LP&E, p.108

[16Feb] The gaze of the tourist, a symptom of the gaze of empire has been considered elsewhere on this course (see I&P Part 3). Clark is making a general judgment about landscape photography and specifically early photography abroad and the quote continues, “the photographer of landscapes is always the tourist, and invariably the outsider”. Writing about his joint 3-volume work The Photobook (Parr & Badger, 2004-14), Gerry Badger describes how the genre manifests collective tendencies in various periods of history, for example, “nineteenth-century books from Great Britain and France were largely about exploration and discovering the world (in order to ‘acquire’ it), demonstrating the natural impulse of the two great colonial powers” (Badger, 2010, p.221). In addition, Clark (although not writing specifically about postcards) does not consider the other parties involved, the publisher, the vendors and the viewers, all of whom bring their own predispositions to the transaction, each of which adds a layer of complexity and variability to the situation.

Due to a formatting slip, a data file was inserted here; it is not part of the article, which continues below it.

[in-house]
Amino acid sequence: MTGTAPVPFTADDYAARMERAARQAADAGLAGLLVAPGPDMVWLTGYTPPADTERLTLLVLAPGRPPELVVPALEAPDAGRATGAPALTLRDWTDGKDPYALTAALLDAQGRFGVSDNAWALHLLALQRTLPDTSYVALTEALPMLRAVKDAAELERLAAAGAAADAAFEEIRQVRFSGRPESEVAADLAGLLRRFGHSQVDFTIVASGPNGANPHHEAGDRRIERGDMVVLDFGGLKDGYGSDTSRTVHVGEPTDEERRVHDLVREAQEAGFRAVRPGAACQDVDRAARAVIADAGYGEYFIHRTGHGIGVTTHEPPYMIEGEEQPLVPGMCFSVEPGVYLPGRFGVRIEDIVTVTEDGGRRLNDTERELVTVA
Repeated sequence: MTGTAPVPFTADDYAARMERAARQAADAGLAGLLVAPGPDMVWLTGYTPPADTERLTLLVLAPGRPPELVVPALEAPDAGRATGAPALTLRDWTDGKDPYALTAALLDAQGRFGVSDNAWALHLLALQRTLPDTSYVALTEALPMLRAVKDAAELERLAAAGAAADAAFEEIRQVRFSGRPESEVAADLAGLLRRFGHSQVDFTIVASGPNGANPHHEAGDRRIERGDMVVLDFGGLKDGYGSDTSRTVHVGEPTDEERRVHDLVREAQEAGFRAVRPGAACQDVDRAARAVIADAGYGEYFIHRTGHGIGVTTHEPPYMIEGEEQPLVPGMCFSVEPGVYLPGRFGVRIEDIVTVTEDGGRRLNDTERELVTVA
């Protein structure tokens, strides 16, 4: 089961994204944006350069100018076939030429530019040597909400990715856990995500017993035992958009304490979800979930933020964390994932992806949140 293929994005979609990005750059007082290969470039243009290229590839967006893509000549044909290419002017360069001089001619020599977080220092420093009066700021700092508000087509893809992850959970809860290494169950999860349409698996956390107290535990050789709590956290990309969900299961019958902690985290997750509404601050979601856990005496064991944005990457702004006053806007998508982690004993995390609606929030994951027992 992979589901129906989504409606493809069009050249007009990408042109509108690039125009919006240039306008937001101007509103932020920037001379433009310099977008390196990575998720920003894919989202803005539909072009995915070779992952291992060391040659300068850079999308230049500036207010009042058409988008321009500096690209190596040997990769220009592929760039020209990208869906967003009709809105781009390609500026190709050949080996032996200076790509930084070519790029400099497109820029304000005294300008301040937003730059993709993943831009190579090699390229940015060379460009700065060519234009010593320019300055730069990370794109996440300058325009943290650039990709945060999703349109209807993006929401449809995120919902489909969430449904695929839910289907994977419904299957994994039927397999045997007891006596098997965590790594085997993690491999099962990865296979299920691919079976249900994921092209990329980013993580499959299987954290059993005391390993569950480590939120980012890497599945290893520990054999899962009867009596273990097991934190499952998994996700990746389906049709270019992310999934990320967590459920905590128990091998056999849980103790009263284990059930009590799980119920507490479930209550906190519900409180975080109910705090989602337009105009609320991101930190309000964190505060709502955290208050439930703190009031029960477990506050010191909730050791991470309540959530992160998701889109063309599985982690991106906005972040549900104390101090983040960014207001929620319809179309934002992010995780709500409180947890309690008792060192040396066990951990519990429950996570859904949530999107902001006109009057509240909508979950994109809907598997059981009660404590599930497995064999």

My primary conclusion in the first part of this exercise is that most postcards are benign, documentary images. My chosen sample were of local and parochial subjects, mostly from the second half of the twentieth century and perhaps there is less scope for visions of empire in this milieu, and maybe, also, the postcard genre has mellowed its acquisitive nature over time.

A secondary finding from Part 1 is surprise at the range of images available, to the extent that I stated, “[t]he world is crying out for the publication of 26 diners and motels in Newport” and I will curate that as the deliverable from this part of the exercise.

The postcard images chosen for the book may be closer aesthetically to John Schott’s 1973 series showing motels on Route 66, rather than Ruscha’s “artless” images (Badger, 2007) in  Twentysix Gasoline Stations (1962), but it is intended to be a homage to Ruscha’s ground-breaking work.